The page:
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The Dish on Ergen’s 5G Masterstroke

The Dish on Ergen’s 5G Masterstroke

It’s fair to say that most of the wireless industry guessed wrong on Charlie Ergen’s plans for 5G. That group includes your humble narrator. We had plenty of hints as to what was the truth — that Ergen was building the fourth largest wireless carrier in the United States with an independent 5G offering and the full support of carriers Sprint and T-Mobile, as well as the Federal Communications Commission (FCC) and the U.S. Department of Justice (DoJ). The Dish on Ergen’s 5G Masterstroke

Back in May 2018, Ergen laid out his exact plans in front of hundreds of people gathered in a Charlotte Convention Center ballroom. “We’re one of the few companies that can think long-term, and so, we’re confident about 5G,” said Ergen, sitting five feet away from former FCC Commissioner Rob McDowell, and about 20 feet away from current FCC Chairman Ajit Pai. “We’re going to build a 5G network to support all of the future IoT (Internet-of Things) applications we’ve been talking about and it’s going to cost $10 billion or more.”

Ergen continued: “One of the things I think we’re pretty good at is partnering with people who know more than we do. Many people in this room already know that we have signed some national lease agreements with tower companies. We’re now permitting and designing that RF network.” The Dish on Ergen’s 5G Masterstroke

With the blessing of the DoJ and FCC, Dish committed to launch a 5G broadband network capable of serving 70 percent of the U.S. population by June 2023. To do so, it will adjust its spectrum licenses, and give Sprint approximately $5 billion to acquire its prepaid businesses and customers, including Boost Mobile and Virgin Mobile, 14 Megahertz (MHz) of Sprint’s nationwide 800 MHz spectrum. T-Mobile, looking to merge with Sprint, will give Dish access to its network for seven years, including the ability to serve DISH customers between T-Mobile’s nationwide network and Dish’s new independent 5G broadband network.

To get the DoJ’s blessing, Dish had to agree to some conditions on how it sells its 600 MHz spectrum, for which it holds 486 different licenses. According to the agreement, Dish can’t sell its 600 MHz spectrum for six years without approval from the FCC or DoJ. “Some of that [600 MHz] spectrum is fallow today, and we’ll likely lease some of that to the new T-Mobile network. T-Mobile took a very aggressive stance on that, so the DoJ is requiring both companies to use good faith efforts to lease capacity based on market needs. The elimination of the uncertainty at the FCC was also a big deal, in that we can enter the marketplace in the short period of time and start to gain return our investment.”

Despite the complex nature of the three-way trade, The Wall Street Journal reported that the three partners took three weeks to assemble the deal. For Ergen, however, the announcement was the culmination of more than 20 years of work and $21 billion in spectrum investments intended to transform Dish into a connectivity company. If all goes as planned, Dish — a legacy satellite company — will be credited with launching the United States’ first standalone 5G broadband network.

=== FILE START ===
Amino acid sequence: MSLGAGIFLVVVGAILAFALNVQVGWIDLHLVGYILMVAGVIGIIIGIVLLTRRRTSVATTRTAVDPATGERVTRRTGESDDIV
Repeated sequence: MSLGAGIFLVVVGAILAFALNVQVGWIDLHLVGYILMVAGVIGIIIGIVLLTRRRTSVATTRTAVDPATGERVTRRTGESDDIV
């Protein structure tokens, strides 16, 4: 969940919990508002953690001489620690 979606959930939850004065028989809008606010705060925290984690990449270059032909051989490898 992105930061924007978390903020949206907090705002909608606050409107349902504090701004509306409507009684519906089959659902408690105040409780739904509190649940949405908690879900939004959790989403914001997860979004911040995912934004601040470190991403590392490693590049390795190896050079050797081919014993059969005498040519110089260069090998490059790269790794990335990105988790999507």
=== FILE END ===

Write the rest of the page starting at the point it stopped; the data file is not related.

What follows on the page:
“We’re entering this market with just over nine million subscribers, so we’re not building the retail side of this business from scratch. We’re also acquiring a very competitive seven-year Mobile Virtual Network Operator (MVNO) deal with T-Mobile. We get the Sprint spectrum and the provision on the new T-Mobile network, which obviously is going to become an even better network as they build out,” says Ergen. “More importantly, we get to build our own network out, which allows us to build on a market-by-market basis, which is materially different than we envisioned where we believed we had to build the whole network across the entire country at one time.” The Dish on Ergen’s 5G Masterstroke

In working with the FCC to acquire the proper licenses, Ergen explains that while Dish and the regulatory agency initially hit some bumps regarding where the operator would build, and the flexible use licenses of Narrowband (NB) IoT network to meet its build out requirements, the two parties are now more in alignment and bonded by a mission to see a real 5G mobile broadband network built and launched in the United States.

“I know where the FCC wants to go, where I want to go, and where the [Trump] administration and Congress wants to go with 5G,” says Ergen. As a result, our NB-IoT resources will be redeployed in the short-term for the 5G network. The MVNO deal with T-Mobile allows us to use their nationwide NB-IoT that’s already built out. So, there is no reason to duplicate that network, particularly with some non-standard frequencies. We still plan to spend about $10 billion to build our network and we’re still going to need help. But our initial costs will actually be less than we had envisioned short-term. As a result, our OpEx should be less than we had ultimately envisioned.”

By “needed help,” Ergen explains that he will be looking for partners to provide backhaul, cell towers, mobile edge computing, hardware, software, distribution, and marketing. He’ll also need more money — and we’ll get to that in a moment.

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